Prosecutors oppose delay in McVeigh execution
DENVER (AP) – Federal prosecutors urged a judge Monday not to delay Timothy McVeigh’s execution, saying that he admitted the crime and is ”undeniably guilty” despite thousands of newly released FBI documents on the Oklahoma City bombing.
”Rather than answer for his own proven and admitted murderous conduct, McVeigh would like to put the federal government on trial,” prosecutor Sean Connelly said in court papers.
U.S. District Judge Richard Matsch will hear arguments Wednesday on McVeigh’s request to postpone his June 11 execution. The judge sealed a portion of the government’s filing.
McVeigh has claimed the government committed a ”fraud upon the court” by failing to turn over nearly 4,500 pages of FBI material on the bombing before his 1997 trial. McVeigh asked for a postponement to see if the documents offer grounds for seeking a new trial and to force the government to explain its failure to turn over the material.
In a strongly worded response, Connelly argued that the material has no bearing on McVeigh’s conviction and death sentence because he confessed in a book and said he and co-conspirator Terry Nichols acted alone.
”Timothy McVeigh does not and could not suggest he is actually innocent of the charges of which the jury convicted him,” Connelly said. ”He does not and could not suggest the death penalty is unwarranted for his exceptionally aggravated crimes.”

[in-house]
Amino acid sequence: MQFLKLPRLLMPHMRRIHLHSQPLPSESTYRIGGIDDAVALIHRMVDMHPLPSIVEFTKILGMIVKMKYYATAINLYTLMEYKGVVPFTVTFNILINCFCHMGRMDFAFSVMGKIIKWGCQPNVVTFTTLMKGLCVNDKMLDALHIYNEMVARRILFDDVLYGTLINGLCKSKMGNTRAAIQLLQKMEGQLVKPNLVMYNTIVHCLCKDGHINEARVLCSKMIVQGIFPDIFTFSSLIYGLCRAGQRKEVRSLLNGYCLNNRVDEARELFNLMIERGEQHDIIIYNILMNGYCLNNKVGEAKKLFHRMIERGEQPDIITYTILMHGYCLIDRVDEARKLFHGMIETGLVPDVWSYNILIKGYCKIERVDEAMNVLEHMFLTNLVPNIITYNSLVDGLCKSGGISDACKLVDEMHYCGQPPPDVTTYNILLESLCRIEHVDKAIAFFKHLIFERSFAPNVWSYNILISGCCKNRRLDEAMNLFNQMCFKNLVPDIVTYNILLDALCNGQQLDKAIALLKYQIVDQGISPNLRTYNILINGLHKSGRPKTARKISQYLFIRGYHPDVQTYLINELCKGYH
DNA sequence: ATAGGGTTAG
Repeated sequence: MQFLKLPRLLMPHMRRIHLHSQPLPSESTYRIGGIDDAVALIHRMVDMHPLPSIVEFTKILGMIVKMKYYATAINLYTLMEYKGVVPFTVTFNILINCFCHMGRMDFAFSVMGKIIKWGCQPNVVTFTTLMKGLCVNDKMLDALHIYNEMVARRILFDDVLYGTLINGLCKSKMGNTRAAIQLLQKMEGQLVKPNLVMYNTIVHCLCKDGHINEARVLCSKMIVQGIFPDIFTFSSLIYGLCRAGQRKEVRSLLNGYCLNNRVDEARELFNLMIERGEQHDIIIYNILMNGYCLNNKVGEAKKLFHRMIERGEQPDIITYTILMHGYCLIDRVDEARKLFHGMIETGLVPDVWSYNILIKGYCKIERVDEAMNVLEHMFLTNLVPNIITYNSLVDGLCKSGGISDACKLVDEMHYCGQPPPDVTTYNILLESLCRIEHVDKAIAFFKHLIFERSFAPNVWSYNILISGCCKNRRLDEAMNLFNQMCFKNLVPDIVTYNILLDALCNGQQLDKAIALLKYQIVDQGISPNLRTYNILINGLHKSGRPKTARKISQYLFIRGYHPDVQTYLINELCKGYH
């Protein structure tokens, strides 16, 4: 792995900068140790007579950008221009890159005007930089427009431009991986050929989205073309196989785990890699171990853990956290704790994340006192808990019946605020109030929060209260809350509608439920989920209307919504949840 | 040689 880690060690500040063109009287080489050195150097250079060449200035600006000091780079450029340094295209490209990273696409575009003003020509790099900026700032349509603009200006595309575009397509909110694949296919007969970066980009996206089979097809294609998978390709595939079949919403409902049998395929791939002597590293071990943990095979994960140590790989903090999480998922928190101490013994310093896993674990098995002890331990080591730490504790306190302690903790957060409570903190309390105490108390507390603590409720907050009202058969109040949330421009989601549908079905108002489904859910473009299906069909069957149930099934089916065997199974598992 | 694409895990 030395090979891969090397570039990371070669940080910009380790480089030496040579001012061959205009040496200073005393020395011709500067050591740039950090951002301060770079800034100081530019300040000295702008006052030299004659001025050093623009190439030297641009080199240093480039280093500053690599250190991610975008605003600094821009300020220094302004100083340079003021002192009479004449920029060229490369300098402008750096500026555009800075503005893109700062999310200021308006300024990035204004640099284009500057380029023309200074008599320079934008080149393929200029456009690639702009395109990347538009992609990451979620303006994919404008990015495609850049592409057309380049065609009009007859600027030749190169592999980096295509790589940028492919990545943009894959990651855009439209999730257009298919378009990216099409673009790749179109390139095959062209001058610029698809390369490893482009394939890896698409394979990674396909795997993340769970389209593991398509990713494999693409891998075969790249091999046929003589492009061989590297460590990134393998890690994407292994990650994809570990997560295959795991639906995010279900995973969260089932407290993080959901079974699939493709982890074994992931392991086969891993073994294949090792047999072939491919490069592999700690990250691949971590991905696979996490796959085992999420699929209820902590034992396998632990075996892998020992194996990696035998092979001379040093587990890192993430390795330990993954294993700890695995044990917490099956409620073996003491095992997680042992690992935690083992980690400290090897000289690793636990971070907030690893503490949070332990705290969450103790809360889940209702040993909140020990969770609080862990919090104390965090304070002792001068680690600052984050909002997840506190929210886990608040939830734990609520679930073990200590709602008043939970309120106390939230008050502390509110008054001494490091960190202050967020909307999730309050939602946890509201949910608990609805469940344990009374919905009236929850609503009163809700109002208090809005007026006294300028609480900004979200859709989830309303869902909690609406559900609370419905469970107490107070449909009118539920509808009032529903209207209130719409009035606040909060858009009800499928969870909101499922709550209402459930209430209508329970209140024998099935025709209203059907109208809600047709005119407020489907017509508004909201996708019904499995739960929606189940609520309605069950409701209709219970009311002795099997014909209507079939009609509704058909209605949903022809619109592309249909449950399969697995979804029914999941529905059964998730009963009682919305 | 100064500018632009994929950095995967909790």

McVeigh has identified nine items he claims could have helped his defense, but none prove his innocence, Connelly said. Under the anti-terrorism law under which McVeigh was convicted, he cannot receive a new trial unless he has strong evidence of his innocence, the prosecutor said.
”McVeigh is undeniably guilty and there is no case in which the death sentence can be more appropriate than this one,” Connelly said.
McVeigh was convicted of murder and sentenced to die for the April 19, 1995, bombing of the Alfred P. Murrah Federal Building, which killed 168 people and injured hundreds more.
McVeigh, who is at the federal prison in Terre Haute, Ind., had dropped all appeals and was set for lethal injection May 16. But six days before, the Justice Department began turning over more than 4,400 pages and 11 CDs of FBI material that should have been given to McVeigh’s defense.
Defense attorney Richard Burr said last week that McVeigh decided to seek a stay because he ”has been deeply concerned about the overreaching of federal law enforcement authorities” and thought the last-minute disclosure of the documents overrode his earlier decision not to fight execution.
In a related development Monday, the U.S. Supreme Court delayed a ruling in Nichols’ request for a new trial, saying the government must first respond to his assertion that mishandled evidence in McVeigh’s case adversely affected him.
The court’s decision raised the possibility that the justices would reopen the case involving Nichols.
Nichols, 46, was sentenced to life in prison after being convicted in federal court of involuntary manslaughter and conspiracy. Prosecutors in Oklahoma have brought state murder charges against Nichols in hopes of winning a death sentence.
On the Net:
Portion of government’s response to McVeigh’s request: http://www.co.uscourts.gov/dindex.htm
Justice Department: http://www.usdoj.gov
Bombing material: http://www.oklahomacitynationalmemorial.org
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